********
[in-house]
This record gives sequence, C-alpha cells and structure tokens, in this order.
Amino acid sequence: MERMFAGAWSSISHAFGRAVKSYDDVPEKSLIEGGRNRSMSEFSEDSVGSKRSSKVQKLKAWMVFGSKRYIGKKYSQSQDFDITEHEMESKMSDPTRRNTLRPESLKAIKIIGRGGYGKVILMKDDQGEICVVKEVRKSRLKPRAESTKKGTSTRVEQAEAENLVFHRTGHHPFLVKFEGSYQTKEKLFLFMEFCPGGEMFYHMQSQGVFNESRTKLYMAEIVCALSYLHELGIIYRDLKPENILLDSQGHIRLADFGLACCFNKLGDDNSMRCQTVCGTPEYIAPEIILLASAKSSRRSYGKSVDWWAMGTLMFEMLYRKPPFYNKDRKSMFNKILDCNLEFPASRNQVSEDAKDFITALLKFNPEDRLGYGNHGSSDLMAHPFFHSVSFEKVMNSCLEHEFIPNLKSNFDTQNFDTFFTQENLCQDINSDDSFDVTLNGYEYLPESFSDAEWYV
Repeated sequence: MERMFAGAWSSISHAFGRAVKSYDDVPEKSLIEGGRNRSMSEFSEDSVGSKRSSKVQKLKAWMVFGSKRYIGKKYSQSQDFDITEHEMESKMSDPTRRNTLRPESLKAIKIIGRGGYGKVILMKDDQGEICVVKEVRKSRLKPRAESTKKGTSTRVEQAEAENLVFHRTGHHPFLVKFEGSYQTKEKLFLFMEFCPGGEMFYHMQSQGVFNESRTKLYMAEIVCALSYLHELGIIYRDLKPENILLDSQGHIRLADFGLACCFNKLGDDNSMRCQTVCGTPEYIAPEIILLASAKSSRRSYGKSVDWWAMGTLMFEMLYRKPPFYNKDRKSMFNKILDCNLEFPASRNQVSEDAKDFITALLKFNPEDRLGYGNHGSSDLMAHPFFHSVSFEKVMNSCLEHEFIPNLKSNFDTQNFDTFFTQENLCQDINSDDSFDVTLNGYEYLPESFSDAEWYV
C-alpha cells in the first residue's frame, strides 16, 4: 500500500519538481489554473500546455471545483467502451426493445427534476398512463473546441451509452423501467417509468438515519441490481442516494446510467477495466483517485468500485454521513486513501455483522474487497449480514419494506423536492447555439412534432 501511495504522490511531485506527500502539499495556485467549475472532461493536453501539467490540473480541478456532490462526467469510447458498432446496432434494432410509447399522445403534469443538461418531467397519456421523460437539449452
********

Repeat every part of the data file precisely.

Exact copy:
[in-house]
This record gives sequence, C-alpha cells and structure tokens, in this order.
Amino acid sequence: MERMFAGAWSSISHAFGRAVKSYDDVPEKSLIEGGRNRSMSEFSEDSVGSKRSSKVQKLKAWMVFGSKRYIGKKYSQSQDFDITEHEMESKMSDPTRRNTLRPESLKAIKIIGRGGYGKVILMKDDQGEICVVKEVRKSRLKPRAESTKKGTSTRVEQAEAENLVFHRTGHHPFLVKFEGSYQTKEKLFLFMEFCPGGEMFYHMQSQGVFNESRTKLYMAEIVCALSYLHELGIIYRDLKPENILLDSQGHIRLADFGLACCFNKLGDDNSMRCQTVCGTPEYIAPEIILLASAKSSRRSYGKSVDWWAMGTLMFEMLYRKPPFYNKDRKSMFNKILDCNLEFPASRNQVSEDAKDFITALLKFNPEDRLGYGNHGSSDLMAHPFFHSVSFEKVMNSCLEHEFIPNLKSNFDTQNFDTFFTQENLCQDINSDDSFDVTLNGYEYLPESFSDAEWYV
Repeated sequence: MERMFAGAWSSISHAFGRAVKSYDDVPEKSLIEGGRNRSMSEFSEDSVGSKRSSKVQKLKAWMVFGSKRYIGKKYSQSQDFDITEHEMESKMSDPTRRNTLRPESLKAIKIIGRGGYGKVILMKDDQGEICVVKEVRKSRLKPRAESTKKGTSTRVEQAEAENLVFHRTGHHPFLVKFEGSYQTKEKLFLFMEFCPGGEMFYHMQSQGVFNESRTKLYMAEIVCALSYLHELGIIYRDLKPENILLDSQGHIRLADFGLACCFNKLGDDNSMRCQTVCGTPEYIAPEIILLASAKSSRRSYGKSVDWWAMGTLMFEMLYRKPPFYNKDRKSMFNKILDCNLEFPASRNQVSEDAKDFITALLKFNPEDRLGYGNHGSSDLMAHPFFHSVSFEKVMNSCLEHEFIPNLKSNFDTQNFDTFFTQENLCQDINSDDSFDVTLNGYEYLPESFSDAEWYV
C-alpha cells in the first residue's frame, strides 16, 4: 500500500519538481489554473500546455471545483467502451426493445427534476398512463473546441451509452423501467417509468438515519441490481442516494446510467477495466483517485468500485454521513486513501455483522474487497449480514419494506423536492447555439412534432 501511495504522490511531485506527500502539499495556485467549475472532461493536453501539467490540473480541478456532490462526467469510447458498432446496432434494432410509447399522445403534469443538461418531467397519456421523460437539449452